Canadian Forest Service Publications
Airborne laser scanning and digital stereo imagery measures of forest structure: comparative results and implications to forest mapping and inventory update. 2013. Vastaranta, M.; Wulder, M.A.; White, J.C.; Pekkarinen, A.; Tuominen, S.; Ginzler, C.; Kankare, V.; Holopainen, M.; Hyyppä, J.; Hyyppä, H. Canadian Journal of Remote Sensing 39(5):1-14
Issued by: Pacific Forestry Centre
Catalog ID: 35274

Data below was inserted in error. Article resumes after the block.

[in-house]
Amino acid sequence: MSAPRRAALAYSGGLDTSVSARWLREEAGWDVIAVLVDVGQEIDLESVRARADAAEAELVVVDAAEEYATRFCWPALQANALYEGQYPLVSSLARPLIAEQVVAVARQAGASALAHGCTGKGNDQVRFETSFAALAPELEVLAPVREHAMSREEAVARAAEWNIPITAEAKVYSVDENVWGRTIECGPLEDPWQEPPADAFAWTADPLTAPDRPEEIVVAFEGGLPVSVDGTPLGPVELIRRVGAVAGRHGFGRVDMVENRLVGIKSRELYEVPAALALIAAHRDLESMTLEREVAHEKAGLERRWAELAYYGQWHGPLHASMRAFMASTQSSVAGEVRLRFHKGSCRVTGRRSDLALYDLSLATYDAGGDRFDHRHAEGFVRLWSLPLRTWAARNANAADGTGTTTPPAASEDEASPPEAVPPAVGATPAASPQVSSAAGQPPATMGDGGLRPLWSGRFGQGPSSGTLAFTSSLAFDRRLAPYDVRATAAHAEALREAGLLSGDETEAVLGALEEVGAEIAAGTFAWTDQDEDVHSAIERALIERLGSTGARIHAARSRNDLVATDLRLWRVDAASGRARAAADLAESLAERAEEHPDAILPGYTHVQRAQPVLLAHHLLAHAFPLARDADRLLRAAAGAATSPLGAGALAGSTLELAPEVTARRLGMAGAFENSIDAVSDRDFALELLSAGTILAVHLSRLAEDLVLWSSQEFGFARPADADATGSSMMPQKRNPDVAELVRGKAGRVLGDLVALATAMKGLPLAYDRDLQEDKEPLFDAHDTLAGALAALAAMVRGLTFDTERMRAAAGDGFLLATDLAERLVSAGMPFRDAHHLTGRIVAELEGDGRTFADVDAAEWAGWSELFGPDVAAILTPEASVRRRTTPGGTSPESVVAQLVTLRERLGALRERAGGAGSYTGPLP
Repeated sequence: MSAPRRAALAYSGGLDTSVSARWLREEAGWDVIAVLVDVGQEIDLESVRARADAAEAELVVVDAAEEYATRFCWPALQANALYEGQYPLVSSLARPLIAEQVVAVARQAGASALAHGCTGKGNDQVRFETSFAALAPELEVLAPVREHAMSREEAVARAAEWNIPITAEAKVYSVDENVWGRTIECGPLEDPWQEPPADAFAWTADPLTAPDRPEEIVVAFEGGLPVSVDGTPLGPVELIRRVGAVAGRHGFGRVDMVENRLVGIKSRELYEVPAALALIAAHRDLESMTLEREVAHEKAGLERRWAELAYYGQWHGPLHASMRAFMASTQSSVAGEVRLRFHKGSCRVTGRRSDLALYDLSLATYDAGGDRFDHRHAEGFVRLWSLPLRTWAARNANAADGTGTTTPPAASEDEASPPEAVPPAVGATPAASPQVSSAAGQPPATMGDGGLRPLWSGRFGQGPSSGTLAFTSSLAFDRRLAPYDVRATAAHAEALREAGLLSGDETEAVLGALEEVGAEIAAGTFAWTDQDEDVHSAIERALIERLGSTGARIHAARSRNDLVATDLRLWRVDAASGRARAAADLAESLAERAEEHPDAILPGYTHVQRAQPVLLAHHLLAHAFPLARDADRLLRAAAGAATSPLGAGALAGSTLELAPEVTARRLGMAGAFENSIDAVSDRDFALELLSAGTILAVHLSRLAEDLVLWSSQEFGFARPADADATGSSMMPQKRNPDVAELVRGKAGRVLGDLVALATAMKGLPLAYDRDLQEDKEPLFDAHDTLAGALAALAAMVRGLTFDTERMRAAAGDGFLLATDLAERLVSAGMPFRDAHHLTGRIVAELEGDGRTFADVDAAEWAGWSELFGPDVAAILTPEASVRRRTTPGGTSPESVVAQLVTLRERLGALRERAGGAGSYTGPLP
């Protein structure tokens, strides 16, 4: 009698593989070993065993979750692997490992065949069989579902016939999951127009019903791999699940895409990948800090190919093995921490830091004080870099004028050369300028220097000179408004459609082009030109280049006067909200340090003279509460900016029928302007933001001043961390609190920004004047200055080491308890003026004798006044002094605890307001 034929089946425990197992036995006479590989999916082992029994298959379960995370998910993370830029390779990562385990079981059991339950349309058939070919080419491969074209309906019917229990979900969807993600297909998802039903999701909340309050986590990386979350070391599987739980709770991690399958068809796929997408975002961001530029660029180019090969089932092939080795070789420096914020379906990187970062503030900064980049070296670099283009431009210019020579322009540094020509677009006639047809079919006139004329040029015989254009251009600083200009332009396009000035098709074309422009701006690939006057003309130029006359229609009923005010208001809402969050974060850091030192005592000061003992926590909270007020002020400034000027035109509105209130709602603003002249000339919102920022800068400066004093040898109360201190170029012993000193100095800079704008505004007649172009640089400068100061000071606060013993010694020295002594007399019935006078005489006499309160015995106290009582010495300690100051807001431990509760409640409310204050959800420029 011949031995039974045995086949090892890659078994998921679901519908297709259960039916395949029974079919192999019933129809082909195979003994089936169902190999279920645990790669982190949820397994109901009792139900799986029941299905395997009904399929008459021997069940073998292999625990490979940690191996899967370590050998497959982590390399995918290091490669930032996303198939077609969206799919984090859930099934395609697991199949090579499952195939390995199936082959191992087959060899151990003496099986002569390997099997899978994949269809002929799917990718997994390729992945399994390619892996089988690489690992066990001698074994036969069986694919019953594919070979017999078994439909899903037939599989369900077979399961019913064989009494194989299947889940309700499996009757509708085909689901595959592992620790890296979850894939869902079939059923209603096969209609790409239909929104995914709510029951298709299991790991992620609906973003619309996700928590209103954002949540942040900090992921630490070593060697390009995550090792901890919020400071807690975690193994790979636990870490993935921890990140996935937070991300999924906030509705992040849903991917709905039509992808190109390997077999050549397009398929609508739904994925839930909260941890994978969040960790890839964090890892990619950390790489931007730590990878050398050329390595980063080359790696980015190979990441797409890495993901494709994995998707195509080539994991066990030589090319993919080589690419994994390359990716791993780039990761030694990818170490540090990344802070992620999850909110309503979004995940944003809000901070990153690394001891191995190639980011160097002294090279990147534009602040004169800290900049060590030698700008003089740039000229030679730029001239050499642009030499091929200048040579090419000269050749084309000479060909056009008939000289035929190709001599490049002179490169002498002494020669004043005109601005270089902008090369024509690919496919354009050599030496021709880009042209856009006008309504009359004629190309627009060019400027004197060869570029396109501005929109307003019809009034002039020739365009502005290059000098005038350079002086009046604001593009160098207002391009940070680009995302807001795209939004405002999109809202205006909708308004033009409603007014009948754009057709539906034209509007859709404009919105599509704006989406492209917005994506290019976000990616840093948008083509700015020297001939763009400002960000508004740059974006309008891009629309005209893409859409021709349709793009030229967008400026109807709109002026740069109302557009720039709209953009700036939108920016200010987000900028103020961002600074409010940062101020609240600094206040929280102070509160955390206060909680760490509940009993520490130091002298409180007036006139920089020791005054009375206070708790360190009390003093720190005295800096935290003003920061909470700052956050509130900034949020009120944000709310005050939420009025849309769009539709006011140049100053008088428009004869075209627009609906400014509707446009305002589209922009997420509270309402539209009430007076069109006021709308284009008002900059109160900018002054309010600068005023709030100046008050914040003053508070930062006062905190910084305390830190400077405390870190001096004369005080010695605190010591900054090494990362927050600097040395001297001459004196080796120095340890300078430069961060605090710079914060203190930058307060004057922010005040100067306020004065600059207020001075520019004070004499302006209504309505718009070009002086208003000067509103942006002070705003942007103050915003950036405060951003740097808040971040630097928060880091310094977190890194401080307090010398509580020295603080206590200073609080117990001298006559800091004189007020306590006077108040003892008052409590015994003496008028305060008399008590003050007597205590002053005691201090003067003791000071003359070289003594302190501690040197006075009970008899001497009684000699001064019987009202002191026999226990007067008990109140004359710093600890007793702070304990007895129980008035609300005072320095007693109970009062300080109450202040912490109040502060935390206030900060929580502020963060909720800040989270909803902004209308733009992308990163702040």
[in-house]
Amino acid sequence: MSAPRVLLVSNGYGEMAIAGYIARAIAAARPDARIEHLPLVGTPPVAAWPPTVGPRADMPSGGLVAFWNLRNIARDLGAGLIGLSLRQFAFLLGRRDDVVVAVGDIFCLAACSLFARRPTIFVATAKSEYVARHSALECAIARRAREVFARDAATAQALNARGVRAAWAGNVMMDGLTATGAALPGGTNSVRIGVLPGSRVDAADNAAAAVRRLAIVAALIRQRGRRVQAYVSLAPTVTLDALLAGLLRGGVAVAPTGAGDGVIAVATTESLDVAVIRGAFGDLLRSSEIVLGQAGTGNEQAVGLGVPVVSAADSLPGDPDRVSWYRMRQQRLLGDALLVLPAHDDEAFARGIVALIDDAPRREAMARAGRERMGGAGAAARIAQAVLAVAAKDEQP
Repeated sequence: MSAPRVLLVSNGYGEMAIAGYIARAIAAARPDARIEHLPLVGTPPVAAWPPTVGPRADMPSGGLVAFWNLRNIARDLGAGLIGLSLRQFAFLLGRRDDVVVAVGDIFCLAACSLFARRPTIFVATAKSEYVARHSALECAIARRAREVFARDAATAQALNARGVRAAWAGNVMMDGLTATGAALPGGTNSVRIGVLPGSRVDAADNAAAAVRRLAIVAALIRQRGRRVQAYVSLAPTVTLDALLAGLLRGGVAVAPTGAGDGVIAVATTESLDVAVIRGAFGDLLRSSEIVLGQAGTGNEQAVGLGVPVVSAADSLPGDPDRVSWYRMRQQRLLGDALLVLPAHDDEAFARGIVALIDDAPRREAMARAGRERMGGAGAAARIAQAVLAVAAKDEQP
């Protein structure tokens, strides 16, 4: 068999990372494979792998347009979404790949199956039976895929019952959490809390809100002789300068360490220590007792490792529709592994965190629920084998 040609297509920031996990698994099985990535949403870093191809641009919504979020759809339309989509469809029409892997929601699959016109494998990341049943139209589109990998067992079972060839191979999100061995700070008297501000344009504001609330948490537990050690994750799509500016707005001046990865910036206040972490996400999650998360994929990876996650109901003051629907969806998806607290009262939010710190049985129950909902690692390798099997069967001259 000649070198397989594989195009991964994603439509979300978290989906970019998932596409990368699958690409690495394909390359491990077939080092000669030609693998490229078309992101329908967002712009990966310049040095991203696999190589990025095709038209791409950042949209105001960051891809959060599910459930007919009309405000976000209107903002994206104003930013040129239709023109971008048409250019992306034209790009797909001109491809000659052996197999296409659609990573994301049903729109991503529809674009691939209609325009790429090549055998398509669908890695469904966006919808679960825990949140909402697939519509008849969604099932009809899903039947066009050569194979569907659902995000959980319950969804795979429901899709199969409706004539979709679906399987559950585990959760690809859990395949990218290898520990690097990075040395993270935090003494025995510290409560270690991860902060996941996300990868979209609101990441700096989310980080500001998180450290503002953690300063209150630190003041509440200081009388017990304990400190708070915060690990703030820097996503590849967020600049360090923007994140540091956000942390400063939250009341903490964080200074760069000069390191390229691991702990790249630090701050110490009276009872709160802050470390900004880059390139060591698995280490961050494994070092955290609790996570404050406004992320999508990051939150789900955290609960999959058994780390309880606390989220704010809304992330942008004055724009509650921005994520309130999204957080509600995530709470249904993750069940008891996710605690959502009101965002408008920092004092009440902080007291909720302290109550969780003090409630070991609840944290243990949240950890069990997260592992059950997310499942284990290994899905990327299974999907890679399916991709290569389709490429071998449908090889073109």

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Airborne laser scanning (ALS) has demonstrated utility for forestry applications and has renewed interest in other forms of remotely sensed data, especially those that capture three-dimensional (3-D) forest characteristics. One such data source results from the advanced processing of high spatial resolution digital stereo imagery (DSI) to generate 3-D point clouds. From the derived point cloud, a digital surface model and forest vertical information with similarities to ALS can be generated. A key consideration is that when developing forestry related products such as a canopy height model (CHM), a high spatial resolution digital terrain model (DTM), typically from ALS, is required to normalize DSI elevations to heights above ground. In this paper we report on our investigations into the use of DSI-derived vertical information for capturing variations in forest structure and compare these results to those acquired using ALS. An ALS-derived DTM was used to provide the spatially detailed ground surface elevations to normalize DSI-derived heights. Similar metrics were calculated from the vertical information provided by both DSI and ALS. Comparisons revealed that ALS metrics provided a more detailed characterization of the canopy surface including canopy openings. Both DSI and ALS metrics had similar levels of correlation with forest structural attributes (e.g., height, volume, and biomass). DSI-based models predicted height, diameter, basal area, stem volume, and biomass with root mean square (RMS) accuracies of 11.2%, 21.7%, 23.6%, 24.5%, and 23.7%, respectively. The respective accuracies for the ALS-based predictions were 7.8%, 19.1%, 17.8%, 17.9%, and 17.5%. Change detection between ALS-derived CHM (time 1) and DSI-derived CHM (time 2) provided change estimates that demonstrated good agreement (r = 0.71) with two-date, ALS only, change outputs. For the single-layered, even-aged stands under investigation in this study, the DSI-derived vertical information is an appropriate and cost-effective data source for estimating and updating forest information. The accuracy of DSI information is based on a capability to measure the height of the upper canopy envelope with performance analogous to ALS. Forest attributes that are well captured and subsequently modeled from height metrics are best suited to estimation from DSI metrics, whereas ALS is more suitable for capturing stand density. Further investigation is required to better understand the performance of DSI-derived height products in more complex forest environments. Furthermore, the difference in variance captured between ALS and DSI-derived CHM also needs to be better understood in the context of change detection and inventory update considerations.